Offshore windfarms: Why ordinary Belgians, but few Scots, will reap huge rewards from offshore wind power – Dr Richard Dixon
Having lots of sea and lots of wind, Scotland has massive plans for the development of offshore wind power. The ScotWind process awarded leases for 25 gigawatts (GW) of new windfarms. That’s enough to meet Scotland’s peak electricity demand five times over. Successful applicants included BP, Shell, SSE and Scottish Power.
There are already 2GW of offshore wind in operation and another 8GW in various stages of development. The Scottish Government’s target for 2030 was 8-11GW but the falling price of development and the enthusiasm of the energy companies means this will need to be very significantly increased.
For onshore windfarms, large developers started to give donations every year to local communities, and the rule of thumb is that they should contribute £5,000 for each megawatt of installed generating capacity. After all, it is our wind, so communities should share in the profits. Last year, communities in Scotland received £25m from renewable energy projects, the vast majority from onshore windfarms.
Even better than a simple annual payment is shared ownership, when the community actually owns some of the development, for instance two turbines in a larger development. In that case, the community receives even more money. Best of all are community-owned schemes, where the community raises the money to create a windfarm and gets to keep all of the net income.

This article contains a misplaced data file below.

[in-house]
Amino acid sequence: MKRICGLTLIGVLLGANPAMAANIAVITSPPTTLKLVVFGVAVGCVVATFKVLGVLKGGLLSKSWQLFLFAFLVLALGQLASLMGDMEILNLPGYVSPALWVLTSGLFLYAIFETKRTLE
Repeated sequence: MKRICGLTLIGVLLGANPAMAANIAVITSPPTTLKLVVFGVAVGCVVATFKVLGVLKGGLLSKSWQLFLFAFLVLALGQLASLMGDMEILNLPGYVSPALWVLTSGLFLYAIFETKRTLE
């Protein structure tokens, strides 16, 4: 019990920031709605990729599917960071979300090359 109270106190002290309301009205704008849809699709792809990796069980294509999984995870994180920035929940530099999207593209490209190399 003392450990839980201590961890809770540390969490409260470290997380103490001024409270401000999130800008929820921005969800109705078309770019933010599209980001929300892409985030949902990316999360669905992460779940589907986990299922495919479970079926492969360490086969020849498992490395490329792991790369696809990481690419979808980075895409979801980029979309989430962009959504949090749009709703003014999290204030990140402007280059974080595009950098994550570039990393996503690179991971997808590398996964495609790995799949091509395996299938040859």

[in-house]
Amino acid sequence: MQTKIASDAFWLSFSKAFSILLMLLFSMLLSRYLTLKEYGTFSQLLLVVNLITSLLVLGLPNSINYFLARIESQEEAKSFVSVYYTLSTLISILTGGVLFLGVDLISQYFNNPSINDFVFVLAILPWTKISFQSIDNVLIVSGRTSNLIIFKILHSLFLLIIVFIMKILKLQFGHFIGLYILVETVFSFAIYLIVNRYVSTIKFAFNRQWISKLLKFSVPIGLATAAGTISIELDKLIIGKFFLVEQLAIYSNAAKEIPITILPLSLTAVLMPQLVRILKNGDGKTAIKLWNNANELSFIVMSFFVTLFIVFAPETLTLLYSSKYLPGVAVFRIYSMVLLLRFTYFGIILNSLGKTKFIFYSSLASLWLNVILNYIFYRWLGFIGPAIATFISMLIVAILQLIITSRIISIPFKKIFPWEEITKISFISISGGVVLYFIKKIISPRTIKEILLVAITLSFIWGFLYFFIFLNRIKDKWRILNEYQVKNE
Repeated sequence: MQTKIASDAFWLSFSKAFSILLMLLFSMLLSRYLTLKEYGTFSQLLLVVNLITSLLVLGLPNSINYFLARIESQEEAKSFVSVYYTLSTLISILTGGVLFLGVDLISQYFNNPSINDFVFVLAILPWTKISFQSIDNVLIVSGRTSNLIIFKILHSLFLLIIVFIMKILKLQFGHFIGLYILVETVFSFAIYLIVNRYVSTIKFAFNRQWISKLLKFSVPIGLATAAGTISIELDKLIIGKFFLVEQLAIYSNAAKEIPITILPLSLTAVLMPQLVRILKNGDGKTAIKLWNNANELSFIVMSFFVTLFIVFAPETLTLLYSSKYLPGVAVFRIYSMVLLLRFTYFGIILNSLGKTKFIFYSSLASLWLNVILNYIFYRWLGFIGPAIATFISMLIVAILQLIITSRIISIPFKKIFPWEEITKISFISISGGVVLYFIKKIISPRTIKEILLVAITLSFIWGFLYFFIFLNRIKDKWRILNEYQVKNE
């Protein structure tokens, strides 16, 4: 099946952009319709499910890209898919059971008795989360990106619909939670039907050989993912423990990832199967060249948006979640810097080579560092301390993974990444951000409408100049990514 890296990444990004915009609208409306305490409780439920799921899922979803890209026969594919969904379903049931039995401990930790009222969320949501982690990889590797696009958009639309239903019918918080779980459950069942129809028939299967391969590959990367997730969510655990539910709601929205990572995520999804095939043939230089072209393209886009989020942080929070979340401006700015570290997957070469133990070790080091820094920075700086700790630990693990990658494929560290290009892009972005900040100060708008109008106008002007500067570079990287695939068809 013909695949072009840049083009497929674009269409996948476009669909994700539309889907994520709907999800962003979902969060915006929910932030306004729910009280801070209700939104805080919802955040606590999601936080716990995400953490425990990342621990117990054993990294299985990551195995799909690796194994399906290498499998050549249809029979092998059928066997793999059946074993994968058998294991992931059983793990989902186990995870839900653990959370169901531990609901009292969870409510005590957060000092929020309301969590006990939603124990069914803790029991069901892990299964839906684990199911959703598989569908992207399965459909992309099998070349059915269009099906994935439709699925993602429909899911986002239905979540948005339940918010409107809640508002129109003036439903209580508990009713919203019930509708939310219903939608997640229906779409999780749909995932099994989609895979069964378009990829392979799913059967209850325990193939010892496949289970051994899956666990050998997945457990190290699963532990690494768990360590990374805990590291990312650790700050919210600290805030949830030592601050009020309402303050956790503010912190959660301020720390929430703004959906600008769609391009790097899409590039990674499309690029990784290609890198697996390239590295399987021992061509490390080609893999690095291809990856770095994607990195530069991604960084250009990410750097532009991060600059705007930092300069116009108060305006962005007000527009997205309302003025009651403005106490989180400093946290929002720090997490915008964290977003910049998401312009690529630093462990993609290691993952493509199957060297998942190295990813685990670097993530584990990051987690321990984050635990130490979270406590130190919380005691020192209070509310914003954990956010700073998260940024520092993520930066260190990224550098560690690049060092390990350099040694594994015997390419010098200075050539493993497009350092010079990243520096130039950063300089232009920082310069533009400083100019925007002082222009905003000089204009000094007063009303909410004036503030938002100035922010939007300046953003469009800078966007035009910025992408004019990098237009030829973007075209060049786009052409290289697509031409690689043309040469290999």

For offshore wind power, the sums involved in simple community benefit funds could be five times larger for onshore wind. The Scottish Government produced a good practice guide for community benefits from offshore wind in 2018 and this is being revised at the moment. They say they will also explore how there could be some aspect of shared ownership with communities for offshore wind.
The 2018 guidance suggests how developers should go about identifying the appropriate community benefits but stops short of suggesting a similar rule of thumb to that for onshore wind. And in both cases, the guidance is just that, guidance, there is no obligation for developers to actually give back to the community.
Scotland’s first major offshore windfarm, the Beatrice development in the Outer Moray Firth, paid out community benefits of £6m over five years through three different schemes, starting well before construction even began. No doubt well received by the community but nothing like as generous as for an inshore development. If the same guidance applied as for onshore wind, this would have been more like £3m a year and it would keep going for the lifetime of the windfarm. Scotland’s largest offshore windfarm, Moray East, came online last year. No community funding is being provided.
In Belgium, SeaCoop has been created as a co-operative of co-operatives, aiming to help citizens invest nearly half a billion euros in wind farms and to own 20 per cent of all those developments.
Some very large companies are going to be building offshore windfarms but, without a firm grip on the process from the Scottish Government, nearby communities are likely to miss out on potentially large amounts of funding and be denied the opportunity to part-own these developments.
Dr Richard Dixon is an environmental campaigner and consultant
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